The U.S. Department of Commerce’s International Trade Administration announced new data today that shows spending by international visitors to the United States in June 2013 totaled $14.6 billion, an increase of 5 percent when compared to June 2012.  International visitors have spent an estimated $87.1 billion on U.S. travel and tourism-related goods and services year-to-date in 2013 (January through June), an increase of 7 percent when compared to the same period last year.

Purchases of travel and tourism-related goods and services by international visitors traveling in the United States totaled $67.0 billion during the first half of 2013. These goods and services include food, lodging, recreation, gifts, entertainment, local transportation in the United States, and other items incidental to foreign travel.  Fares received by U.S. carriers (and U.S. vessel operators) from international visitors totaled $20.1 billion during the first half of 2013. The United States enjoyed a favorable balance of trade for the month of June in the travel and tourism sector, with a surplus of more than $4.3 billion.

The increase in international tourism to the United States is helping to achieve the goals of the National Travel and Tourism Strategy, launched last year by the Commerce Department and the Department of the Interior. The Strategy establishes an overarching goal of increasing American jobs by attracting and welcoming 100 million international visitors annually by the end of 2021, who are estimated to spend $250 billion while traveling in and getting to the United States. Release

Acting Secretary of Commerce Rebecca Blank Visits Consular Section in Colombia to Promote Travel and Tourism

On the heels of Travel and Tourism Week, Acting Secretary of Commerce Rebecca Blank visited the Consular Section at the U.S. Embassy in Colombia today as part of the trade mission she is leading this week to Brazil, Colombia, and Panama.

Currently, the U.S. consular section in Colombia is the sixth busiest worldwide by volume of visa applicants. So far this year, the record for one day processing was 3,001 applicants—the highest in the world for that day. On average, the Consular Section at the U.S. Embassy in Colombia receives 2,300 applicants a day for travelers visiting the United States for tourism, work, or education purposes.

The Acting Secretary’s visit directly supports the Obama Administration’s commitment to promoting travel to, and tourism within, the United States. Travel and tourism, which represents the United States’ number one service export, is a crucial stimulator for the American economy. In March 2013, spending by international visitors to the United States totaled more than $14.4 billion, an increase of nearly 3 percent when compared to last year.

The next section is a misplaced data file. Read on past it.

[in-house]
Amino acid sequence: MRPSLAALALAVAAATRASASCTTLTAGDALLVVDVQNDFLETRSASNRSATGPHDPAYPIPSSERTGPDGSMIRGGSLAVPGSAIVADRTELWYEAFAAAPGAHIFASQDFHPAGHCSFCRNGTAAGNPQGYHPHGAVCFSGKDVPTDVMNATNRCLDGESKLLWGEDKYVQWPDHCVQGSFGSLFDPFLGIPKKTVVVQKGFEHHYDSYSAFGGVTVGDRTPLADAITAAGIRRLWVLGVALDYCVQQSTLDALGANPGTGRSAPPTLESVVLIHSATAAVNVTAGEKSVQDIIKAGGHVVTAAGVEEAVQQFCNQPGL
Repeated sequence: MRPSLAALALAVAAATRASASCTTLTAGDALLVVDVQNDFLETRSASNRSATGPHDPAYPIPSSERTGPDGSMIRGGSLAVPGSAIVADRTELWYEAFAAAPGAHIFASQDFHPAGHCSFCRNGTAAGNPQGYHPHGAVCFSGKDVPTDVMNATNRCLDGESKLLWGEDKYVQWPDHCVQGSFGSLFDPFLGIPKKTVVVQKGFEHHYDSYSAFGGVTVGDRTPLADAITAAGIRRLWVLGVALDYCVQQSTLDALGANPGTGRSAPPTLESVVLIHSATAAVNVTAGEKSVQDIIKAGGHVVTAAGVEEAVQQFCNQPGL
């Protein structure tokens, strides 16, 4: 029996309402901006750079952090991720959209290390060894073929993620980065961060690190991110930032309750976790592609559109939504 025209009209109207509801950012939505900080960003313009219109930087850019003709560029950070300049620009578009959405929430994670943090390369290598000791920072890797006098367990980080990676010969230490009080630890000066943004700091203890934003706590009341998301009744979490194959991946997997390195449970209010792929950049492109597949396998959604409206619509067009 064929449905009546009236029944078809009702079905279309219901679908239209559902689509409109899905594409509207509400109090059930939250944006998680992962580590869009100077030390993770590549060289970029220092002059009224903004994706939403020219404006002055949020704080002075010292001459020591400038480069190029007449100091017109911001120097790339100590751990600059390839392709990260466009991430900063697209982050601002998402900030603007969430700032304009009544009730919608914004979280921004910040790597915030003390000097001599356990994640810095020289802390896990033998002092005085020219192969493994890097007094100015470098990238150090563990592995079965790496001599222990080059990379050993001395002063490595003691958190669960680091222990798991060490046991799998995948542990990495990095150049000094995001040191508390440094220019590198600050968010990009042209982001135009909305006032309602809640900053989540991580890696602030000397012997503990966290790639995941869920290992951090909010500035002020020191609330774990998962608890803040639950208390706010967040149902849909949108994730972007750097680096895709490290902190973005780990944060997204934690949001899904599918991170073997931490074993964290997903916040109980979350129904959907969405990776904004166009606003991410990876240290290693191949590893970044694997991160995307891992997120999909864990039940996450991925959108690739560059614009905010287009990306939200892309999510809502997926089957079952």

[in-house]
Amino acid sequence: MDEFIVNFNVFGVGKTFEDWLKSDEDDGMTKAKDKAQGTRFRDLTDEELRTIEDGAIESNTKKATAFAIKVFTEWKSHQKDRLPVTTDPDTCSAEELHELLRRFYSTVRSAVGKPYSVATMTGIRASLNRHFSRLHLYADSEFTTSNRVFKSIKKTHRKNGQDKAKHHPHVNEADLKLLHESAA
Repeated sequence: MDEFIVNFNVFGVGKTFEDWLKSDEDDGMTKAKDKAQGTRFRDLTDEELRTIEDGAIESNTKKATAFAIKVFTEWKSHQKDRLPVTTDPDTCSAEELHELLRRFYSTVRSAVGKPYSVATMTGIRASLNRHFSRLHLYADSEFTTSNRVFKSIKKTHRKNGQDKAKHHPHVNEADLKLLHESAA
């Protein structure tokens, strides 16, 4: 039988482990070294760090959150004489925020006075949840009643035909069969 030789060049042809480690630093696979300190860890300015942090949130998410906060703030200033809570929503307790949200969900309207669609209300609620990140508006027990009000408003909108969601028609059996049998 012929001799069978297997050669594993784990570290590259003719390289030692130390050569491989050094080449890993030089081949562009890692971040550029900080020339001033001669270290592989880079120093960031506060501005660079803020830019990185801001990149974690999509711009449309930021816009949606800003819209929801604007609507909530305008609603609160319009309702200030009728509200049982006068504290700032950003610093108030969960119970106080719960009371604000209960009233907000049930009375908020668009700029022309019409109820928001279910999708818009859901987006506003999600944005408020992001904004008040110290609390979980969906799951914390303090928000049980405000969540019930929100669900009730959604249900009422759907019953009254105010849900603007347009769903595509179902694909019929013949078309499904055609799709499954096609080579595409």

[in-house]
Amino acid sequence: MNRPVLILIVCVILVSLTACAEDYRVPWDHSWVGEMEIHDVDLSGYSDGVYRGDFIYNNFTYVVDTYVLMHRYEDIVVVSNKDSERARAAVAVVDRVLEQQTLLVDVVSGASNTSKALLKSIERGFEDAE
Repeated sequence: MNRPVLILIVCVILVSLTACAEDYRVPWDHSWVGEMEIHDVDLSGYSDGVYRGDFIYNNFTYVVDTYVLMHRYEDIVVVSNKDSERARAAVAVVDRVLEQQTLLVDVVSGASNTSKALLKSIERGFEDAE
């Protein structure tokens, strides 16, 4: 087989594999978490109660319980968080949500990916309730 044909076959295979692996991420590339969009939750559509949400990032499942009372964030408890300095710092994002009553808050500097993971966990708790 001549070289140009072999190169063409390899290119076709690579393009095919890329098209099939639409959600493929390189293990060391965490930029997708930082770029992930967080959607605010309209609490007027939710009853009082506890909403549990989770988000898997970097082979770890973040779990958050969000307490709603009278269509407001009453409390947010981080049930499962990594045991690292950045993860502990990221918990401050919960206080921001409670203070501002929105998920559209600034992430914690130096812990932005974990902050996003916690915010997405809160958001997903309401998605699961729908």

International Visitors Spent $14.4 Billion in the United States in March 2013

Firs-quarter U.S. Travel and Tourism exports contribute $43 billion to the U.S. economy

U.S. Deputy Secretary of Commerce Rebecca Blank highlighted new data today that shows spending by international visitors to the United States in March 2013 totaled more than $14.4 billion, an increase of nearly 3 percent when compared to last year. International visitors spent $43 billion on travel to, and tourism-related activities within, the United States during the first quarter of 2013. The data release coincides with National Travel and Tourism Week, celebrated each year to recognize the positive impact the industry has on our economy.


“International travel and tourism represents our country’s largest services export,” said Deputy Secretary Blank. “So far this year, international visitor spending in the United States has markedly outpaced U.S. spending abroad by more than $13 billion, which continues our momentum from 2012’s record-setting year. Likewise, last week’s jobs report showed continued strong job growth in the leisure and hospitality industry.  Travel and tourism is an important sector of our economy, which is why we are continuing to increase our efforts to attract more international tourists to vacation in the United States.” 

Purchases of travel and tourism-related goods and services by international visitors traveling in the United States totaled $11 billion during March. These goods and services include food, lodging, recreation, gifts, entertainment, local transportation in the United States, and other items incidental to foreign travel. Fares received by U.S. carriers (and U.S. vessel operators) from international visitors also increased by nearly 3 percent to $3.4 billion for the month, an increase of $70 million when compared to March 2012. Overall, the United States enjoyed a favorable balance of trade for the month of March in the travel and tourism sector, with a surplus of $4.2 billion. Full release